SPUG:Open Source Recruiters?
creede at penguinsinthenight.com
Mon May 5 13:47:16 CDT 2003
I can second this, having just gone nine months trying to get a job through a
couple of recruiters (Volt and Robert Half). There are a LOT of applicants out
there, and employers can cherry pick the best ones.
In some ways I'm still amazed that I found a job, but in some ways I wasn't.
The job was with an outfit I'd worked with before, about 4-5 years ago. I
remembered some of the people I interviewed with, and while the technology
had changed somewhat, I was still familiar enough with it to sound like I
could just jump right into the job.
The outfit is Microsoft. The group is the Macintosh Business Unit. So while
I'm not exactly working with a paragon of open source development here, I am
working with Darwin and the Mac OS -- and Perl. There are some who would
probably chastise me for going to work for M$, and in the best of all
possible worlds, maybe I'd rather work in more of an open source environment.
However, after nine months of wondering if I was ever going to work again and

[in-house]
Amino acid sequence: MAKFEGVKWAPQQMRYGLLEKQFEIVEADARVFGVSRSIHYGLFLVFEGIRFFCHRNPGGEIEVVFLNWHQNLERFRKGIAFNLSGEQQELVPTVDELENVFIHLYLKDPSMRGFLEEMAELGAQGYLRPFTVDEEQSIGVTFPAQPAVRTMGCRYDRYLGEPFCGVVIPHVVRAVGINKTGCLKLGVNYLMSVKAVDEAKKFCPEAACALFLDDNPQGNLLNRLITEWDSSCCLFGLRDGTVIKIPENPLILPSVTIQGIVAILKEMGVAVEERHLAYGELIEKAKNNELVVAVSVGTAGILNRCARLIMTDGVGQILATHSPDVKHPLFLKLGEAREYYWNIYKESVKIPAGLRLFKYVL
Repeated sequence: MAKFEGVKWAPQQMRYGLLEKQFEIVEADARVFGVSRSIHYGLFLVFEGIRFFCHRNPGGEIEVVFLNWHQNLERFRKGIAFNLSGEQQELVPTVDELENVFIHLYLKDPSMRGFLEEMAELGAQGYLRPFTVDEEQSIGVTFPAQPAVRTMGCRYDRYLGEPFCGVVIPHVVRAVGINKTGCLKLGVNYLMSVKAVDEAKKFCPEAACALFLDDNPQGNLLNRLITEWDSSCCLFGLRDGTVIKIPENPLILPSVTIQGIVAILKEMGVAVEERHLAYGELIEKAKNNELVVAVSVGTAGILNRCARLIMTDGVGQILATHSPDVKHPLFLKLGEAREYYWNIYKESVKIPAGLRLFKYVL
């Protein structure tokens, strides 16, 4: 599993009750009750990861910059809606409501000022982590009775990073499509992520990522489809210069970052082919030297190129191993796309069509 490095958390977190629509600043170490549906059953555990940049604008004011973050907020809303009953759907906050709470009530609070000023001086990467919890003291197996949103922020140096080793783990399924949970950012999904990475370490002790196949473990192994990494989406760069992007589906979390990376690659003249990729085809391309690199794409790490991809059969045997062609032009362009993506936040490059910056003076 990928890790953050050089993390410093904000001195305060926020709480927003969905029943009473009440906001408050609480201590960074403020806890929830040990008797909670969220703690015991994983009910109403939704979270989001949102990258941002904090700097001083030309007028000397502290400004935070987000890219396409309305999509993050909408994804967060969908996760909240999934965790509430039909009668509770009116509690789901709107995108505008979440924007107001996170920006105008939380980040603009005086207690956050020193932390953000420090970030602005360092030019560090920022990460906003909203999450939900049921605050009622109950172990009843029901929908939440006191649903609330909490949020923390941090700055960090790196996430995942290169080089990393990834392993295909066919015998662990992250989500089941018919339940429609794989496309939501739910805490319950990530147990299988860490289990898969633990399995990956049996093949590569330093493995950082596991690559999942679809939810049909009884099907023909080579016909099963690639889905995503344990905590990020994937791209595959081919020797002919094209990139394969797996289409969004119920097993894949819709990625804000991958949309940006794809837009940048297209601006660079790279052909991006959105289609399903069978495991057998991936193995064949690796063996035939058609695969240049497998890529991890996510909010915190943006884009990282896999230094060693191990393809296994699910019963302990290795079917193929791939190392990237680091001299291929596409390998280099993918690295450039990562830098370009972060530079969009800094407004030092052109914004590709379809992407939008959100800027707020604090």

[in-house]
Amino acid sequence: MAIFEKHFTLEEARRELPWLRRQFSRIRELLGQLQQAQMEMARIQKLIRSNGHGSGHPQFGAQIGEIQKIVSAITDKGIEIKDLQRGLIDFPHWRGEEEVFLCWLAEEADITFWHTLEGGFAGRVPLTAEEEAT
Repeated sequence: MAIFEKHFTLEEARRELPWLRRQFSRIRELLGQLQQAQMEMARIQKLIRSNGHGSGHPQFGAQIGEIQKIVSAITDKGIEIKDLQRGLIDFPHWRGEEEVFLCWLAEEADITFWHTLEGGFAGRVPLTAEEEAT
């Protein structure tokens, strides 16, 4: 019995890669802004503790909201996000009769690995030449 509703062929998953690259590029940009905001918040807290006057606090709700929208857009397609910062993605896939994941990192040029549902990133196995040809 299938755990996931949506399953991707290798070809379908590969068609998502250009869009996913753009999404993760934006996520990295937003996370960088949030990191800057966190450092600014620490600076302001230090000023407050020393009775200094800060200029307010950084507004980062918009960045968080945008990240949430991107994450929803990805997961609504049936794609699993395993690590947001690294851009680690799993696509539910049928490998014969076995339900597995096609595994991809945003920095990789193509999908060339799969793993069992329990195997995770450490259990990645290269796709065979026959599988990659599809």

watching the 401K money deplete down to next to nothing, a job here looked
pretty good -- especially a job with a group I'd worked with before and
enjoyed (and where I didn't really have to do much with Windows except read
mail and submit time sheets).
Back on topic: Working with a recruiter is still a viable way to get a job.
Just don't expect them to be able to create miracles for you.
On Mon, 5 May 2003, Marc M. Adkins wrote:
> > I didn't get much of a response on this so I'll ask a related
> > question. Can anyone recommend a good recruiter?
> So far as I know the current ratio of jobs to 'applicants' for a recruiter
> is on the order of 1:100. Which pretty much means that even a 'good'
> recruiter is the equivalent of a lottery ticket.
> On an unrelated but equally telling note, something like 50% recruiting
> companies listed on the tax rolls two years ago have either gone out of
> business, changed names, or been bought or merged since then. The shakeout
> in their business rivals or exceeds the shakeout in ours.
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